The test for whether or not you can hold a job should not be the arrangement of your chromosomes. – Bella Abzug
Although it seems a little premature to celebrate Women’s Equality Day since gender equality has not yet been achieved, this day is a chance to recognize the great women who fought for the rights that all women enjoy today. To celebrate this occasion, I decided to do a little research about Bella Abzug, the incredible woman who is responsible for this national holiday.
Nicknamed “Battling Bella” for her strong personality and willingness to fight tirelessly for equality, Bella Abzug was a lawyer, congresswoman and feminist activist. After being denied admittance to Harvard because they did not accept women, she earned her law degree at Columbia. She went on to serve three terms as a Congresswoman for New York, a position that allowed her to advocate for women’s rights. She played an important role in the passage of the Equal Rights Amendment, Title IX and the Equal Credit Oppotunity Act, as well as the creation of this holiday.
Bella was known for her large hats and even larger personality. Her hats became an icon of the women’s liberation movement, but they were actually another one of Bella’s ways of fighting against patriarchal society. Bella explained, “I began wearing hats as a young lawyer because it helped me to establish my professional identity. Before that, whenever I was at a meeting, someone would ask me to get coffee”.
Photo of Nathalie Kosciusko-Morizet (left) and Anne Hidalgo (right) – Photo from Jezebel.com
For the first time in the city’s 2000 year history, Paris will have a female mayor in 2014! The two most prominent political parties have announced their candidates for the mayoral race, and both parties selected female politicians to represent their parties in this important election. These two women are not only vying for the highly respected position of mayor of Paris, but they are also battling it to for a place in history as the first female mayor of Paris. The significance of this election is not lost on candidate Nathalie Kosciusko-Morizet, who recognizes the profound impact that this election will have on women in french politics.
Being the first female mayor of Paris will be a big symbol and a very positive sign for women who wanted to go into politics but who daren’t go into it in the past. Paris is ready for such a change and I’m sure that France could one day elect a woman as president.
On August 18, 1920, ninety-three years ago today, the Nineteenth Amendment to the U.S. Constitution was ratified. This amendment stated,
“the right of citizens of the United States to vote shall not be denied or abridged by the United States or by any State on account of sex”.
This landmark decision ended the 70 year fight for universal suffrage which began in 1848 with the Seneca Falls Convention. The amendment, drafted by Elizabeth Cady Stanton and Susan B. Anthony, was proposed in 1878, but it was 41 years later that Congress finally submitted the amendment for ratification.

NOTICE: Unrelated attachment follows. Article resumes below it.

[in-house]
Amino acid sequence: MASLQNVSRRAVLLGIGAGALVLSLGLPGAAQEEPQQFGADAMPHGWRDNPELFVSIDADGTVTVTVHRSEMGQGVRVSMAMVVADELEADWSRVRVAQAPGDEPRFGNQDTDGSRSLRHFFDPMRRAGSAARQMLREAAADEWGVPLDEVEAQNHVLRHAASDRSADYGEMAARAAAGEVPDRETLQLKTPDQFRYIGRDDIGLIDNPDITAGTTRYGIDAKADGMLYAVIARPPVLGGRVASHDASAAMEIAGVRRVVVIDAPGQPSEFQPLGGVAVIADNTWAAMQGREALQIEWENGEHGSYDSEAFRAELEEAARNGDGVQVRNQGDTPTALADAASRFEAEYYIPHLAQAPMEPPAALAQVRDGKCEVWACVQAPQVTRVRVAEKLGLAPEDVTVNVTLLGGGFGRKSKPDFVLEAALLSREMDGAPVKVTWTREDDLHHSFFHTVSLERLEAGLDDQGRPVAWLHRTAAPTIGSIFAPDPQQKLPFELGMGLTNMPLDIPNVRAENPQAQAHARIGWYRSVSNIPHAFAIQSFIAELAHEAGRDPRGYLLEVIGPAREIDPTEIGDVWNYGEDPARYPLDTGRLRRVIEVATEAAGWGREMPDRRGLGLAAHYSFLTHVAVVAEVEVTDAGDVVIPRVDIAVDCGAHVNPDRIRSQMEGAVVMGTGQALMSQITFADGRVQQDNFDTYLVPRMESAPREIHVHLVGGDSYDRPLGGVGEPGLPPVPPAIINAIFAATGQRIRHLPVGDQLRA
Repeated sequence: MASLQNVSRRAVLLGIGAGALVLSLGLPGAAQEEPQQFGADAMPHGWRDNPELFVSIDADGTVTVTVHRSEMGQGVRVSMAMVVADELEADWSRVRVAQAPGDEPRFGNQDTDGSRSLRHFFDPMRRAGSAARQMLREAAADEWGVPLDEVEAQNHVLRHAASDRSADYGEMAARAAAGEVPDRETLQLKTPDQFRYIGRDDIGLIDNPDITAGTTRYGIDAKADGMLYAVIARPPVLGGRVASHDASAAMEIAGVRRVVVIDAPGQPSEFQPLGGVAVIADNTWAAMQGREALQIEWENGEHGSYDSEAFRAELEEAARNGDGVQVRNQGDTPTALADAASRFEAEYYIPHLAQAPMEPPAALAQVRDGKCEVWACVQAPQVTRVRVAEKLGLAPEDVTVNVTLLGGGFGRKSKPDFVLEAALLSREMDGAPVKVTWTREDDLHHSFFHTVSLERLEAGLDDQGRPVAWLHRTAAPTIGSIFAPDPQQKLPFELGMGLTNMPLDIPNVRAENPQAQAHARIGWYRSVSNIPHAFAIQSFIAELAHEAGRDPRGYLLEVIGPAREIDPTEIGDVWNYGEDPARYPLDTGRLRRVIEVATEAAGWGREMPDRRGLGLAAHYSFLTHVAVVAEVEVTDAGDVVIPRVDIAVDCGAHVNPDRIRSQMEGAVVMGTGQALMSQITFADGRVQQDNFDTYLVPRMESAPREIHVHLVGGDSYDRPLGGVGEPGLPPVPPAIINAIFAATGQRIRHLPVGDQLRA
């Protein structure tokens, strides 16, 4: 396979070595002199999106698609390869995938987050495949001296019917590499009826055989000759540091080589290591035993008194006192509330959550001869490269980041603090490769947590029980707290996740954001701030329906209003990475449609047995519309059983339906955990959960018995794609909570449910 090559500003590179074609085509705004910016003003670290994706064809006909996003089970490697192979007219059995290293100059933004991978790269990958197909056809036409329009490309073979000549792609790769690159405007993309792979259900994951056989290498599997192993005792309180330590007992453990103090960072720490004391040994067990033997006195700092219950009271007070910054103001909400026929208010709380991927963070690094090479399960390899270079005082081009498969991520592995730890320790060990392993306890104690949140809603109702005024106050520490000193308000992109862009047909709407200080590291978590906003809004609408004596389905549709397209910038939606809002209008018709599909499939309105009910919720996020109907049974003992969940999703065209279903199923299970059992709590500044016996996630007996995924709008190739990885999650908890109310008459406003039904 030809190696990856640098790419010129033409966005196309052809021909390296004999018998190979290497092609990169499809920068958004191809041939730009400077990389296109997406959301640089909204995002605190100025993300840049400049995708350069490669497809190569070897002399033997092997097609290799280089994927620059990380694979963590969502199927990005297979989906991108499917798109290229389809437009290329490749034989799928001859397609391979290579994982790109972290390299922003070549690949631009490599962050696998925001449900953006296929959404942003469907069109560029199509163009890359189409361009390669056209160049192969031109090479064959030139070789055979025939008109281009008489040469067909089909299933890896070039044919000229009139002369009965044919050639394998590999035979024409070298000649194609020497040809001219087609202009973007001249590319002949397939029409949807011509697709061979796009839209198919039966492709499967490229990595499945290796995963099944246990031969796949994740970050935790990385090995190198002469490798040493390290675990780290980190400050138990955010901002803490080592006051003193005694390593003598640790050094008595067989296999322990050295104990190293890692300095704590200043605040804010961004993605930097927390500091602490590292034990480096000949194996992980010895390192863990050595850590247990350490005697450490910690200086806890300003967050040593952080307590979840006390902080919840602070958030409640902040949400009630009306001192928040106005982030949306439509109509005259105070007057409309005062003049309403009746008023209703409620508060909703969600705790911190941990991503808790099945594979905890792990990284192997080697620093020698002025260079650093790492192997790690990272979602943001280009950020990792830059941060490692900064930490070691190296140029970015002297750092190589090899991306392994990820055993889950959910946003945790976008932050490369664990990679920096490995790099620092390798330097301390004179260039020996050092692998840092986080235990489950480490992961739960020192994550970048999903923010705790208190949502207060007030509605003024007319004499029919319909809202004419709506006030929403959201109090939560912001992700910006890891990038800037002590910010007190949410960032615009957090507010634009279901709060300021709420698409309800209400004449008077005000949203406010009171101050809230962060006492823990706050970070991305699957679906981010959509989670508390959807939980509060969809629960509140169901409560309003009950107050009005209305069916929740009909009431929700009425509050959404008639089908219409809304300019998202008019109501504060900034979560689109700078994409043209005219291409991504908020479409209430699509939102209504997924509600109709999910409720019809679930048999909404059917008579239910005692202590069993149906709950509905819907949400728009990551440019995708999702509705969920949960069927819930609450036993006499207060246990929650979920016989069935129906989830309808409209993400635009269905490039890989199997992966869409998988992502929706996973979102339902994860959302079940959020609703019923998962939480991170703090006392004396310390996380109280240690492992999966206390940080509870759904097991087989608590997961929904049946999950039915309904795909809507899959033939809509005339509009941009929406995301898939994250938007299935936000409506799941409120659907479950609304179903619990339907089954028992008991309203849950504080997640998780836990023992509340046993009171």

“I’m rising on the floor today to humbly give voice to thousands of Texans who are being ignored”
In reality, Wendy Davis did much more than that – she stood up for women all across the country and proved that we will not sit idly by while state legislatures take away our constitutional rights. Wendy Davis is a democratic senator who spoke for 10 hours and 45 minutes on Monday to prevent the Texas state legislature from passing SB 537, a bill that would severely restrict abortion access. Her filibuster successfully prevented the legislature from approving the bill before their midnight deadline.
SB 537, if successful, would have severe consequences for women’s reproductive freedom. According to Pro-Choice Texas, this bill would ban all abortions after 20-weeks of pregnancy, one of the strictest restrictions in the country. Also, it would require that every abortion care facility comply with the standards of an “ambulatory surgical center”, an expensive requirement that would force all but five abortion clinics in the state of Texas to close. That means that some Texans would have to drive hundreds of miles to get to their nearest provider, a ridiculous and unnecessary burden.
President Obama was sworn into his second-term in the White House just four months ago, but the media is already speculating on possible candidates for the 2016 presidential race. Right now, there is one democrat who is on everyone’s list of potential front runners – Hillary Clinton. Could 2016 be the year that the United States finally elects a woman to its most powerful position? Some recent polls are indicating that a female commander-in-chief could be in our near future. I am hopeful and optimistic that 2016 will be a landmark election and the United States will finally join the list of nations with a female head of state.
Hillary Clinton already has strong support from her party; a Quinnipac poll of democrats reported that 65% said they would vote for Clinton if she decided to run in a presidential primary. It actually seems that American voters on both ends of the political spectrum are ready to elect a female president. A poll conducted by Emily’s List found that 86% of voters believe that America is ready to elect a female president, and 72% actually believe that it is likely to happen in the next election. This poll demonstrates a huge shift in thinking – Gallup has asked American voters every year if they would endorse a female candidate for president and as a nation, we were not always on board. In 1937, only 33% said that they would vote for a female candidate for president. Luckily, this percentage improved to 54% in 1958, 76% in 1978 and to 92% in 1999. It took a while, but the American people are finally recognizing women’s ability to succeed at all levels of government.